PRIME Minister David Cameron yesterday attempted to draw a line under the hacking scandal that threatens to engulf his government as well as the entire Murdoch empire.
He said he has never had an “inappropriate conversation” with News International executives over Rupert Murdoch’s bid for the 61 per cent of Sky the media tycoon does not already own, but would not deny that he had spoken to Murdoch employees on the subject since being in Number 10.
He stressed he had no material influence over the Sky bid, which was handled by culture minister Jeremy Hunt, and hinted government may take no role in future media takeovers.
Cameron also told parliament that with the benefit of hindsight he regrets hiring former News of the World editor Andy Coulson, who has since been arrested over the scandal, but refused opposition leader Ed Miliband’s requests for an apology.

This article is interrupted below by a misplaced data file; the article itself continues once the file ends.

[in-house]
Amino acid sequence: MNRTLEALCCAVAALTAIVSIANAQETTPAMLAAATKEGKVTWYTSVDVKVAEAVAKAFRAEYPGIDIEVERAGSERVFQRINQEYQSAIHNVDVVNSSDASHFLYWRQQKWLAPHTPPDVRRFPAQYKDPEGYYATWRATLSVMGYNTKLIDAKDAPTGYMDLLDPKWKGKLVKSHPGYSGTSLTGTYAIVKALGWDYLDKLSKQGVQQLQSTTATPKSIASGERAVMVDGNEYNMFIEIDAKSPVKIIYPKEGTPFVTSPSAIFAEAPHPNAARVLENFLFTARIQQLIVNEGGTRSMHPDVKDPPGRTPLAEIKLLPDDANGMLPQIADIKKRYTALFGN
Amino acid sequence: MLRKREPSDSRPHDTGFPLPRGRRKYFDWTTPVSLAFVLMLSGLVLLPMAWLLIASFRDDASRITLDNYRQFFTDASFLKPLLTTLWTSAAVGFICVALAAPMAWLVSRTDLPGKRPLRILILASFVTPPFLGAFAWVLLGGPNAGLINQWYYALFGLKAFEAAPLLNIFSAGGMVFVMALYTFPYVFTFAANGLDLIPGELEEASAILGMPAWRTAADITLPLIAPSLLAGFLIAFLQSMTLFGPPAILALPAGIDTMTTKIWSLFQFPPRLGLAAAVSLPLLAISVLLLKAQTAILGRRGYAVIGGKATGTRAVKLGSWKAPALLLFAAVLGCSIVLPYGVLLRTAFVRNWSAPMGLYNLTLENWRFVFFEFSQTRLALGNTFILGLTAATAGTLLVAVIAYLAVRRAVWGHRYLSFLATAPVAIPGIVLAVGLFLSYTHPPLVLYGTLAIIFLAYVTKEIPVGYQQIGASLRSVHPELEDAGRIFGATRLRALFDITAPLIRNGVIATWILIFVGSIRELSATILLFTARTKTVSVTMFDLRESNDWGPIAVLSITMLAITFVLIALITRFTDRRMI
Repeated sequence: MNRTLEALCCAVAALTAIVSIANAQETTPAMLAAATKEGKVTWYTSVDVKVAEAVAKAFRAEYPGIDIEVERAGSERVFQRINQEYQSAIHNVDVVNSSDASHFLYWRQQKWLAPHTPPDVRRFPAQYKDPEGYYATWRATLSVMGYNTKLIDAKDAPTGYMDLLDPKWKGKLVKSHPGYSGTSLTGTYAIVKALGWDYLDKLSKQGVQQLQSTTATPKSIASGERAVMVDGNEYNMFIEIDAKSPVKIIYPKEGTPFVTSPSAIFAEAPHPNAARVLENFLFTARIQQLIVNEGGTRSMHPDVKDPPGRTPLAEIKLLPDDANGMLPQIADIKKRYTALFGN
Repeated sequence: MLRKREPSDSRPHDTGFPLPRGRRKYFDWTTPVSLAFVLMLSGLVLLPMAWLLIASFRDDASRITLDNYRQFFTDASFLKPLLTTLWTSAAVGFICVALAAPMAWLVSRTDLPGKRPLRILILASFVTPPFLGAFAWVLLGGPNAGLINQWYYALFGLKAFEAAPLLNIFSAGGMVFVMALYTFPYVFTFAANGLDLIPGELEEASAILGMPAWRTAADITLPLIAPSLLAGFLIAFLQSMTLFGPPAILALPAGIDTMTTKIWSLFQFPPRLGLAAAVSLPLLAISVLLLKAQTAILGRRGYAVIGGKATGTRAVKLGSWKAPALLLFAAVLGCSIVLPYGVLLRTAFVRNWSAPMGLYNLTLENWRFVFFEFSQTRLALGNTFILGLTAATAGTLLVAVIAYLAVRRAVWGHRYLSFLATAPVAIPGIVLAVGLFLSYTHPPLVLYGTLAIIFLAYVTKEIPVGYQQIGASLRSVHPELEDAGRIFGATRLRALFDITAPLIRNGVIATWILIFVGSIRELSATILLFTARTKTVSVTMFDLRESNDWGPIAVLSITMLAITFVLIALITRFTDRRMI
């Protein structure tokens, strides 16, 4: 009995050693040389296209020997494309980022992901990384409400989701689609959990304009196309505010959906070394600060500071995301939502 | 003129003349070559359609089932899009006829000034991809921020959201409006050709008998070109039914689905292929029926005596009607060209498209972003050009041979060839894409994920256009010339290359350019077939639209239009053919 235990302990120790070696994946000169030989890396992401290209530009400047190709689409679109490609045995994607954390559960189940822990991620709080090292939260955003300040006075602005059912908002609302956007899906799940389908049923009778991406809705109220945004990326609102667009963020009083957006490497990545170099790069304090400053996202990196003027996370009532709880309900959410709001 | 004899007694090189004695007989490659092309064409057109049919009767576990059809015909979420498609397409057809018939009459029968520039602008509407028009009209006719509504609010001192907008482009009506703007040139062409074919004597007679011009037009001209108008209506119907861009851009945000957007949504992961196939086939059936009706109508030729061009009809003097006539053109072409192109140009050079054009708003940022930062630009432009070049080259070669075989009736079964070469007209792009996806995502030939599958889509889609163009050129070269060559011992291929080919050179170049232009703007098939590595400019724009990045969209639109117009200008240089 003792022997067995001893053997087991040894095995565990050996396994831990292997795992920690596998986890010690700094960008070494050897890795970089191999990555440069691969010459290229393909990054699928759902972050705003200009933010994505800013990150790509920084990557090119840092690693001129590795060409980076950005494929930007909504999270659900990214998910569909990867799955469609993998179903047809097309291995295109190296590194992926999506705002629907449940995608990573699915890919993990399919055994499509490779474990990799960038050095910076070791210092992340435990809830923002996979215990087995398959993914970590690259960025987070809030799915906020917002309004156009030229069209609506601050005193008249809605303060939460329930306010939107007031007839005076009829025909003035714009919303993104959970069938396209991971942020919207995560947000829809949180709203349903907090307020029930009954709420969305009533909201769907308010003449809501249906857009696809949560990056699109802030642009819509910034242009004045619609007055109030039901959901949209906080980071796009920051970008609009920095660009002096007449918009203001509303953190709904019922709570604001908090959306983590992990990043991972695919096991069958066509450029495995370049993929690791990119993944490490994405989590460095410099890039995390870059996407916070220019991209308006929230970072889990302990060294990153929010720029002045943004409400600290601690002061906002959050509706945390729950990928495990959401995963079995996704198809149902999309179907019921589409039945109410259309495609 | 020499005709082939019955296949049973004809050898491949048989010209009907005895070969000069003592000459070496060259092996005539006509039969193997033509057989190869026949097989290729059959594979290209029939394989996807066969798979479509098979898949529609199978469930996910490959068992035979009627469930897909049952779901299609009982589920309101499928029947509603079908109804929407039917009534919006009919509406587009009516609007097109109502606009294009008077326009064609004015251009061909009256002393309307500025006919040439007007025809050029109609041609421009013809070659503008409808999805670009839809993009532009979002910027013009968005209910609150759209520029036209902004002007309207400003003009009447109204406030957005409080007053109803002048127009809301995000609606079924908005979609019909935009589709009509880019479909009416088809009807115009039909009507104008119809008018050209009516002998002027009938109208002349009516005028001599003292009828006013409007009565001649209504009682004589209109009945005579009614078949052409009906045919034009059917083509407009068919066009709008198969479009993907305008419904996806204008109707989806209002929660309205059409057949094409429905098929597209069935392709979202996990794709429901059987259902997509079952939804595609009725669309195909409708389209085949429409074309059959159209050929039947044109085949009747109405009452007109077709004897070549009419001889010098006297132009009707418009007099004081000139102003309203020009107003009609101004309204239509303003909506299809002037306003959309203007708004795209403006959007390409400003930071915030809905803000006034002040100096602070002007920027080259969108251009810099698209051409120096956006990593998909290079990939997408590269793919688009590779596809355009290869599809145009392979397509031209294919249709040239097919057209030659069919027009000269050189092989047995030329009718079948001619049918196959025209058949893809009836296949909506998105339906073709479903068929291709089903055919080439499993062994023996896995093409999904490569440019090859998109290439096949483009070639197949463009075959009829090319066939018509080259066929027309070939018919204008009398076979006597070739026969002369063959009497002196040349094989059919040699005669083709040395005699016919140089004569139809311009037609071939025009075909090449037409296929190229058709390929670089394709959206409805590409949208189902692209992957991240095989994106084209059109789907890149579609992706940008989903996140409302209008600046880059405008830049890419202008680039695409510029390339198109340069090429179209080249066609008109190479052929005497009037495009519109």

He said Coulson gave him guarantees he had not been involved in illegality, shouldering responsibility in an attempt to shield George Osborne from criticism over his role in the hire.
He also defended his chief of staff Ed Llewellyn, who asked police not to brief Cameron on the affair. Cameron fielded questions from 136 MPs during a mammoth Commons session.
News Corp yesterday continued its firefighting efforts, saying it has finally stopped paying legal fees for convicted fraudster Glenn Mulcaire.
The company also lifted a confidentiality clause from Harbottle & Lewis, allowing the law firm to speak with authorities on its work with News International while the hackings are said to have taken place.
The firm’s second-biggest shareholder, Saudi Prince Alwaleed, gave News Corp his backing last night.